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Coronavirus: Risk in UK lockdown easing too soon, warn scientists

Scientific advisers to the government have warned of the risk of lifting the lockdown in England, as the UK begins the final weekend before rules change.

Professor John Edmunds said it was a “political decision” to ease measures; Sir Jeremy Farrar said the NHS test and trace system should be “fully working”.

From Monday schools will reopen and up to six people can meet in England, with other nations also easing measures.

The government said it had followed the data and evidence at all times.

The Scientific Advisory Group for Emergencies (Sage), which advises the government, has published details of its confidential meetings.

It includes minutes of 34 Sage sessions, going back to 22 January, and a series of scientific reports.

They show one Sage meeting on 23 April estimated there would be only 1,000 cases per day by mid-May.

Instead, estimates by the Office for National Statistics suggest there are currently 8,000 cases per day in England alone. Those figures do not include cases in care homes or hospitals.

Prof Edmunds, from the London School of Tropical Hygiene and Medicine and a member of Sage, said the levels of coronavirus were still “very high” and many scientists would rather the number of cases declined before measures were relaxed.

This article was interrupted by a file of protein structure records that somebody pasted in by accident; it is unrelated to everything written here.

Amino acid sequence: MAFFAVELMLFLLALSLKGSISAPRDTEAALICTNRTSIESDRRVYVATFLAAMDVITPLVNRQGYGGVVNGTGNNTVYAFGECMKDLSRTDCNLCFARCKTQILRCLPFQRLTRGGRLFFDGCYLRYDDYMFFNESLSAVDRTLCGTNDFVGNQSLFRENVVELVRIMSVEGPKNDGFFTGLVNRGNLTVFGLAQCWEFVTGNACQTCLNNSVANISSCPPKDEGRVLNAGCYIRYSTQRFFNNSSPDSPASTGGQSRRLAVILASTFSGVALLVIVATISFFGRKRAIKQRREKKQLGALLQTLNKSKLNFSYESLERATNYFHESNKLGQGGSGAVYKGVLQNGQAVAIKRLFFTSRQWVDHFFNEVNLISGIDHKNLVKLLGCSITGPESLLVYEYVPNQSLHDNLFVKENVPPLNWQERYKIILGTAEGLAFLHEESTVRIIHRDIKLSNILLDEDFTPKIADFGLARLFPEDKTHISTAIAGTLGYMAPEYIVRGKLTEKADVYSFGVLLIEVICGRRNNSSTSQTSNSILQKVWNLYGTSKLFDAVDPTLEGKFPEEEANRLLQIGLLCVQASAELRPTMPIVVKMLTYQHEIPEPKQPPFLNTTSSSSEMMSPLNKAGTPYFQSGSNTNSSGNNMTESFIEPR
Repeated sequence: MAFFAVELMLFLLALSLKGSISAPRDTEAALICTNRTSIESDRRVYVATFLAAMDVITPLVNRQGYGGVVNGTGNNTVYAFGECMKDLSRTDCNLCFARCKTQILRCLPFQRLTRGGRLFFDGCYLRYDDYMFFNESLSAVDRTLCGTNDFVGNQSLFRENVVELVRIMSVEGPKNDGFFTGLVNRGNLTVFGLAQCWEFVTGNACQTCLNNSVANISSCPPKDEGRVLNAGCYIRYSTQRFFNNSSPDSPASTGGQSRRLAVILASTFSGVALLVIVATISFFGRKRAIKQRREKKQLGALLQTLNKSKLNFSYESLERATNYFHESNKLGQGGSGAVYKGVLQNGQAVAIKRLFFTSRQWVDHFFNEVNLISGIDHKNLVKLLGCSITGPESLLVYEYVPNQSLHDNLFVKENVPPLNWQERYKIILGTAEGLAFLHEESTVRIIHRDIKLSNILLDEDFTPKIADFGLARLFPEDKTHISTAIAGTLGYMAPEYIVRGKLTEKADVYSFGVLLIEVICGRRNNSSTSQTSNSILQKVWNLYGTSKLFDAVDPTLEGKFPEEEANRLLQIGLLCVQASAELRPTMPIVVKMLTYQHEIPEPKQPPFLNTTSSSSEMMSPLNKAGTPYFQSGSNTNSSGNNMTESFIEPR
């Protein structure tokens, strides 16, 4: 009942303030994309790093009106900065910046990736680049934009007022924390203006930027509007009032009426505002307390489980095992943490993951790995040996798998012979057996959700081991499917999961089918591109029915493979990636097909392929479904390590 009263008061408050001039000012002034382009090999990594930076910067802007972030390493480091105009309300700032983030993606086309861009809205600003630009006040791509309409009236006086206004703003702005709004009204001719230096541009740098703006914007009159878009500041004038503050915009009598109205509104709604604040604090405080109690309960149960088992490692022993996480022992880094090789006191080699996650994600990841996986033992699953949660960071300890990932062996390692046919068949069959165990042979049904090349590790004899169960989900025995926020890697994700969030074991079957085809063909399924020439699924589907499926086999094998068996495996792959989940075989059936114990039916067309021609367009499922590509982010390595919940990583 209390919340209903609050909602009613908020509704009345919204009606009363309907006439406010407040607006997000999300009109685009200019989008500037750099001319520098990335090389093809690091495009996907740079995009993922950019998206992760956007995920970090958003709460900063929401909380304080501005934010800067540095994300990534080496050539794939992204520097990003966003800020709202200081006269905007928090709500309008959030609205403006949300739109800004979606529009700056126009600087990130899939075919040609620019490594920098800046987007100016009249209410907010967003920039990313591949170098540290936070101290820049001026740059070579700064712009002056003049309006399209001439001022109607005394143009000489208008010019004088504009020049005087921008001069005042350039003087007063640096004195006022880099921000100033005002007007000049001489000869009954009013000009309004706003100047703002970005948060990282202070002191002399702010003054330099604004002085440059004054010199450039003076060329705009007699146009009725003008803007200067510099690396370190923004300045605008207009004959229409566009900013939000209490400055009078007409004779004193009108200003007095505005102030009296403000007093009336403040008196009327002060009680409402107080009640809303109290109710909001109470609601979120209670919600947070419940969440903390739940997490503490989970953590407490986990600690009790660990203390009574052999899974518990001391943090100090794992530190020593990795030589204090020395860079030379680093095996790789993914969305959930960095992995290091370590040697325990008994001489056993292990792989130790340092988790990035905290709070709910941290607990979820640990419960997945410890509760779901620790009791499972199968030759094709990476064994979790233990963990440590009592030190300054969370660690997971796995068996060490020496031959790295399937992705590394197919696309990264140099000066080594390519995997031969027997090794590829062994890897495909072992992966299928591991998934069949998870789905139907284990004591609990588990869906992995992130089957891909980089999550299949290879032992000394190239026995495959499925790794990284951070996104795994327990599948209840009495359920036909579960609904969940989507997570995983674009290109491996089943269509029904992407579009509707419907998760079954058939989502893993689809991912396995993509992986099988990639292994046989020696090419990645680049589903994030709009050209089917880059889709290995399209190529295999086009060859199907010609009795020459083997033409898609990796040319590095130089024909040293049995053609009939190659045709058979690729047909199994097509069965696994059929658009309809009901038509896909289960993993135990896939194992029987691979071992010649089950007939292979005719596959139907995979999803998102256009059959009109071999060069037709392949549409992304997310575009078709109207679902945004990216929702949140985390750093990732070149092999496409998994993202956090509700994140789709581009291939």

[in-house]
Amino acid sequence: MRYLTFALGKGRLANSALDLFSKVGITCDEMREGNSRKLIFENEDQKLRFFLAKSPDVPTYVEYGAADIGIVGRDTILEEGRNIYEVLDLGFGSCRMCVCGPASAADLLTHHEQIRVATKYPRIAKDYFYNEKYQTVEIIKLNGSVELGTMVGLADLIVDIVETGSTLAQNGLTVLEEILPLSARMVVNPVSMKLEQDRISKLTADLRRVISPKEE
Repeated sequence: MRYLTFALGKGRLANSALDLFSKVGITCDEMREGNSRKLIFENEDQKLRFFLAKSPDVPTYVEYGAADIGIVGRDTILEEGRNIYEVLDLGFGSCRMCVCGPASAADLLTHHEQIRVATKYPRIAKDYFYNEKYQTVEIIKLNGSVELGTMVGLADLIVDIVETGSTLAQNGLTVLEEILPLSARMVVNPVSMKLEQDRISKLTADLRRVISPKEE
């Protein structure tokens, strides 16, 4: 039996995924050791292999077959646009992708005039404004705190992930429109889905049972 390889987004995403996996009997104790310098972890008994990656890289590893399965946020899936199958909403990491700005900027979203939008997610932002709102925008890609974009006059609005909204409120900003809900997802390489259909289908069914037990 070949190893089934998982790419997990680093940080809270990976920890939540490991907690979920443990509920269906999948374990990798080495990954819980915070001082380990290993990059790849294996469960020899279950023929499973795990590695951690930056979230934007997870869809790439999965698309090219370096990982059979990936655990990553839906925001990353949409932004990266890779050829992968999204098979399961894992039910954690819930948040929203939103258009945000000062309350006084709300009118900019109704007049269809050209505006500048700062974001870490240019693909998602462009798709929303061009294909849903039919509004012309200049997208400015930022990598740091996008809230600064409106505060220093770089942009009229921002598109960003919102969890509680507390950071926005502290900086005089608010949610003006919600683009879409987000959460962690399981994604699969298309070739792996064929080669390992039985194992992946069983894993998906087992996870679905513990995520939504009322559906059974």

Sir Jeremy Farrar, director of the Wellcome Trust and a member of Sage, said on Twitter that Covid-19 is “spreading too fast to lift lockdown in England” and NHS test and trace “has to be fully working and infection rates have to be lower”.

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Speaking on BBC Radio 4’s Today programme, Prof Peter Horby, who sits on Sage and chairs its NERVTAG subcommittee, agreed, saying the R number was still close to one and it was important we “don’t lose control”.

“What I would say is that returning to a situation where we lost control again is far worse than another week or two of social measures,” he said.

A fourth Sage member, Prof Calum Semple, said a “brave” political decision had been made to coincide with when schools were due to reopen “were everything normal”, but warned that high levels of transmission were still being seen.

“Essentially we’re lifting the lid on a boiling pan and it’s just going to bubble over,” he said. “We need to get it down to simmer before we take the lift off, and it’s too early.”

The Sage documents warned there would be “little time” to reimpose stricter lockdown measures if the infection rate started to creep up again.

Epidemiologist Prof Sian Griffiths told BBC Breakfast that if scientists were in charge of decisions, lockdown would probably not be eased currently, but she said there were other factors to consider.

“I would say there is a huge amount of stress and strain which goes along with not being able to see your friends and your family and that to be able to see them, albeit at a distance, may actually help people’s mental health and may help them live with lockdown better and may help them comply better,” she said.